For our 2016 fundraiser, I wrote last year a blog post entitled “Do You Like What I Do For a Living?”. Last year, so many of you responded, that it not only made it possible for me to continue that work for one more year, but we were able to add our colleague Brett Smith to our staff, which brought Conservancy to four full-time staff for the first time. We added a few member projects (and are moving that queue to add more in 2017), and sure enough — the new work plus the backlog of work waiting for another staffer filled Brett's queue just like my, Karen's and Tony's was already filled.

The challenge now is sustaining this staffing level. Many of you came to our aid last year because we were on the brink of needing to reduce our efforts (and staffing) at Conservancy. Thanks to your overwhelming response, we not only endured, but we were able to add one additional person. As expected, though, needs of our projects increased throughout the year, and we again — all four of us full-time staff — must work to our limits to meet the needs of our projects.

Charitable donations are a voluntary activity, and as such they have a special place in our society and culture. I've talked a lot about how Conservancy's Supporters give us a mandate to carry out our work. Those of you that chose to renew your Supporter donations or become new Supporters enable us to focus our full-time efforts on the work of Conservancy.

On the signup and renewal page, you can read about some of our accomplishments in the last year (including my recent keynote at FOSDEM, an excerpt of which is included here). Our work does not follow fads, and it's not particularly glamorous, so only dedicated Supporters like you understand its value. We don't expect to get large grants to meet the unique needs of each of our member projects, and we certainly don't expect large companies to provide very much funding unless we cede control of the organization to their requests (as trade associations do). Even our most popular program, Outreachy, is attacked by a small group of people who don't want to see the status quo of privileged male domination of Open Source and Free Software disrupted.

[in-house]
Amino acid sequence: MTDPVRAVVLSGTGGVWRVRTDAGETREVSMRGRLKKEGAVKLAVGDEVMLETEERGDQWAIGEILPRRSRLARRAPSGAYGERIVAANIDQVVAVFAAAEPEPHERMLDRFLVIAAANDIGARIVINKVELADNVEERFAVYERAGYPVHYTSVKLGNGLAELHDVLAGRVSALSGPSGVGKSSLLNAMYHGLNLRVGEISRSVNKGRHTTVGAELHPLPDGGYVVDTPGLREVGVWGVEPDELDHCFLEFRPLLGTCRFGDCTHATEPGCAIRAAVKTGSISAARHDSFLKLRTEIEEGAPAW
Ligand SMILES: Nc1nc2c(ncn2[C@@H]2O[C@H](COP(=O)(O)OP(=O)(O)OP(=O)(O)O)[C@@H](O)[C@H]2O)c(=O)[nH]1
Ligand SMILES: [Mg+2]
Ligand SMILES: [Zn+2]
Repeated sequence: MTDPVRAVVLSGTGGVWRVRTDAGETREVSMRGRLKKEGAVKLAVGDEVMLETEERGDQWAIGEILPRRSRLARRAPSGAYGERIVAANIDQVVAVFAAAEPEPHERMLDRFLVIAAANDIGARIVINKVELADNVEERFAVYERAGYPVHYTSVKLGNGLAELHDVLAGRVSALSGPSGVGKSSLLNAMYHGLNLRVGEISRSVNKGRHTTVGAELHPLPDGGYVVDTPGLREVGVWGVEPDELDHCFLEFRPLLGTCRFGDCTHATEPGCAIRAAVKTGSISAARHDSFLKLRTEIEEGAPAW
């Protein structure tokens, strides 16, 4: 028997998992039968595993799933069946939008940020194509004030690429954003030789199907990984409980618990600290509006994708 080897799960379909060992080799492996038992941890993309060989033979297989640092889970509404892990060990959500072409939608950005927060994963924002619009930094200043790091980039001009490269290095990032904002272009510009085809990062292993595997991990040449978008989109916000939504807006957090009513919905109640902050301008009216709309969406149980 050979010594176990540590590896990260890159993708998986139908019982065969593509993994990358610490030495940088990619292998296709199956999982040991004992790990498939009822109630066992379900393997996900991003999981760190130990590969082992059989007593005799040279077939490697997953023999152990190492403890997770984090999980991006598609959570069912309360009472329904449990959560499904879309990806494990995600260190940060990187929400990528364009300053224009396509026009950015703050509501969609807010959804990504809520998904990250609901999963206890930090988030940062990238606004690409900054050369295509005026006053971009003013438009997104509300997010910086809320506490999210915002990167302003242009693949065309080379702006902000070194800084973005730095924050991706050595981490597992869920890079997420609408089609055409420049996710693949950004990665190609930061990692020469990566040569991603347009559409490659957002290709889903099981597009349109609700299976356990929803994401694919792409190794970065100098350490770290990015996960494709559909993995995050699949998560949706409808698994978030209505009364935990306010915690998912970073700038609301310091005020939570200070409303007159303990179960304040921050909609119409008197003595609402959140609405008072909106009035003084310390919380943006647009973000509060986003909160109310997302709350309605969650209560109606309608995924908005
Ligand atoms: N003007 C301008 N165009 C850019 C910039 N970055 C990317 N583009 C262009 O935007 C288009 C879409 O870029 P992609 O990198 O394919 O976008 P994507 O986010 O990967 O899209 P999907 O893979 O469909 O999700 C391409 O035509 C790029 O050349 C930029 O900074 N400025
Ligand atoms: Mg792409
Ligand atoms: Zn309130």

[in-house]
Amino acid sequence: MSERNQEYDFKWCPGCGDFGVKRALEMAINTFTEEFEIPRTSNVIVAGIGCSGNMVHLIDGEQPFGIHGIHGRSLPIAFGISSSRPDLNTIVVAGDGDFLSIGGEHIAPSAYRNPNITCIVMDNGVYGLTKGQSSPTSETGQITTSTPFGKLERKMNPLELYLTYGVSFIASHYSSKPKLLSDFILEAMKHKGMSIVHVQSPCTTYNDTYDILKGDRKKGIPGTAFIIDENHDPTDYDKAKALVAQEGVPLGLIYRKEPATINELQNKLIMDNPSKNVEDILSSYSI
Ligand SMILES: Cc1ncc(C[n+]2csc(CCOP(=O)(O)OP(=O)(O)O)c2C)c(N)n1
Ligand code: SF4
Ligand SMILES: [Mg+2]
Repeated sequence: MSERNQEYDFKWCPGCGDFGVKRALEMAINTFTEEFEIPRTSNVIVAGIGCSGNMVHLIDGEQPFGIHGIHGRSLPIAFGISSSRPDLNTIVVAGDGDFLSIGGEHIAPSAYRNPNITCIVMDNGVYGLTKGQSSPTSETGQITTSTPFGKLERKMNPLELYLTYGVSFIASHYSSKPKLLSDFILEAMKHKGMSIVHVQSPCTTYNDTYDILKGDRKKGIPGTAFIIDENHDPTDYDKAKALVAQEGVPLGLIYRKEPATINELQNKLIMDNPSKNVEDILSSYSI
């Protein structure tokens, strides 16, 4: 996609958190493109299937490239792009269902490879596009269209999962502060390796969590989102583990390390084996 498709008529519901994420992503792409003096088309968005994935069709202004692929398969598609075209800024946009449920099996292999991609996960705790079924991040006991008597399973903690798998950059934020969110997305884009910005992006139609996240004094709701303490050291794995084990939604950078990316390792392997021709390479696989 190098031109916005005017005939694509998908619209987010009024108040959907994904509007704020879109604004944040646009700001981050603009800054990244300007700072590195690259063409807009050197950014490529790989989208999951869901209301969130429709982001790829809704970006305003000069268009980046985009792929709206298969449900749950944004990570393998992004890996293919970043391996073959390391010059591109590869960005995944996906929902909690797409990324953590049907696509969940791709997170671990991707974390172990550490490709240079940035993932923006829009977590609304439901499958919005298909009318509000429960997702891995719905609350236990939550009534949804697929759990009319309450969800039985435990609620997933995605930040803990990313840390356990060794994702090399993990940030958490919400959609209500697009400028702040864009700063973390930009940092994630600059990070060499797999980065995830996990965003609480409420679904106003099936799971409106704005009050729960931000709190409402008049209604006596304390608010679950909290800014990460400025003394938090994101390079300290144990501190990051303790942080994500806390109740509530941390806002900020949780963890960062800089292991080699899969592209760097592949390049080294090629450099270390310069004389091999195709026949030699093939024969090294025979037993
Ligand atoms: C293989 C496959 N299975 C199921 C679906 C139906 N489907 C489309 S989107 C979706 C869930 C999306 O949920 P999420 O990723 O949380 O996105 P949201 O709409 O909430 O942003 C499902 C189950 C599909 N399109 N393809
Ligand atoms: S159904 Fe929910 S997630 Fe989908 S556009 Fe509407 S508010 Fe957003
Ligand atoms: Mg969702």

Supporter contributions are what make Conservancy possible. A year ago, you helped us build Conservancy as a donor-funded organization and stabilize our funding base. I now must ask that you make an annual commitment to renewal — either by renewing your contribution now or becoming a monthly supporter, or, if you're just learning about my work at Conservancy from this blog post, reading up on us and becoming a new Supporter.

Years ago, when I was still only a part-time volunteer at Conservancy, someone who disliked our work told me that I had “invented a job of running Conservancy”. He meant it as an insult, but I take it as a compliment with pride. In fact, between me and my colleague (and our Executive Director) Karen Sandler, we've “invented” a total of four full-time jobs and one part-time one to advance software freedom. You helped us do that with your donations. If you donate again today, your donation will be matched to make the funds go further.

Many have told me this year that they are driven to give to other excellent charities that fight racism, work for civil and immigration rights, and other causes that seem particularly urgent right now. As long as there is racism, sexism, murder, starvation, and governmental oppression in the world, I cannot argue that software freedom should be made a priority above all of those issues. However, even if everyone in our society focused on a single, solitary cause that we agreed was the top priority, it's unlikely we could make quicker progress. Meanwhile, if we all single-mindedly ignore less urgent issues, they will, in time, become so urgent they'll be insurmountable by the time we focus on them.

Industrialized nations have moved almost fully to computer automation for most every daily task. If you question this fact, try to do your job for a day without using any software at all, or anyone using software on your behalf, and you'll probably find it impossible. Then, try to do your job using only Free Software for a day, and you'll find, as I have, that tasks that should take only a few minutes take hours when you avoid proprietary software, and some are just impossible. There are very few organizations that are considering the long-term implications of this slowly growing problem and making plans to build the foundations of a society that doesn't have that problem. Conservancy is one of those few, so I hope you'll realize that long-term value of our lifelong work to defend and expand software freedom and donate.

Posted Mon Feb 13 15:20:00 2017 Tags:

libinput has a couple of features that 'automagically' work on touchpads such as disable-while-typing and the lid switch triggered disabling of touchpads and disabling the touchpad when an external mouse is plugged in [1]. But not all of these features make sense on all touchpads. For example, an Apple Magic Trackpad doesn't need disable-while-typing because unless you have a creative arrangement of input devices [2], the touchpad won't be where your palm is likely to hit it. Likewise, a Logitech T650 connected over a unifying receiver shouldn't get disabled when the laptop lid closes.